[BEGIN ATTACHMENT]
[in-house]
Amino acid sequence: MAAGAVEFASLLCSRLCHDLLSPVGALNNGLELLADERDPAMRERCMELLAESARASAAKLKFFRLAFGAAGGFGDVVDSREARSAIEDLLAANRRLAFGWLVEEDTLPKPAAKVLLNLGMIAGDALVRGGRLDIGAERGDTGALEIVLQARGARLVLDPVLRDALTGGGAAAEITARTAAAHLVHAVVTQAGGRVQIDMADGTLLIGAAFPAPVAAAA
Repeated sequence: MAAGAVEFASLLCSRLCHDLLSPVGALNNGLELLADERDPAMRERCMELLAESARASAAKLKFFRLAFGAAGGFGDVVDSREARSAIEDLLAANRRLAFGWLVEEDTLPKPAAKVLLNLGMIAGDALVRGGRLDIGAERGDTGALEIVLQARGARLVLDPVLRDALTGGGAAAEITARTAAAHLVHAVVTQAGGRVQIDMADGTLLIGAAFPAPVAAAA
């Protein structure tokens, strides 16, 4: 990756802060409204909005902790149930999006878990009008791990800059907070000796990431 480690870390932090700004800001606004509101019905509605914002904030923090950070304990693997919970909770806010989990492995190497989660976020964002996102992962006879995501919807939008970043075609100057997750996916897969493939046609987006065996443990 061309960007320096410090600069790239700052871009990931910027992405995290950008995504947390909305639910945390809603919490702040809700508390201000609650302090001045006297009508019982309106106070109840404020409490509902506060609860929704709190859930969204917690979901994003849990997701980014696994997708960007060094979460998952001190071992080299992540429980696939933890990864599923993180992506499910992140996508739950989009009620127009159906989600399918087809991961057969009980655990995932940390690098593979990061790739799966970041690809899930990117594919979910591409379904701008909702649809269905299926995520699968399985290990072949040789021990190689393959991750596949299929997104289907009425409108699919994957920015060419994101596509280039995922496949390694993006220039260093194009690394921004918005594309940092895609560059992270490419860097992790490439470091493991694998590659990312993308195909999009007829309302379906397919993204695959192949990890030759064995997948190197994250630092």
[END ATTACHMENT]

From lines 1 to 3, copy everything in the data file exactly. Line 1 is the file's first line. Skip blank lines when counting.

[in-house]
Amino acid sequence: MAAGAVEFASLLCSRLCHDLLSPVGALNNGLELLADERDPAMRERCMELLAESARASAAKLKFFRLAFGAAGGFGDVVDSREARSAIEDLLAANRRLAFGWLVEEDTLPKPAAKVLLNLGMIAGDALVRGGRLDIGAERGDTGALEIVLQARGARLVLDPVLRDALTGGGAAAEITARTAAAHLVHAVVTQAGGRVQIDMADGTLLIGAAFPAPVAAAA
Repeated sequence: MAAGAVEFASLLCSRLCHDLLSPVGALNNGLELLADERDPAMRERCMELLAESARASAAKLKFFRLAFGAAGGFGDVVDSREARSAIEDLLAANRRLAFGWLVEEDTLPKPAAKVLLNLGMIAGDALVRGGRLDIGAERGDTGALEIVLQARGARLVLDPVLRDALTGGGAAAEITARTAAAHLVHAVVTQAGGRVQIDMADGTLLIGAAFPAPVAAAA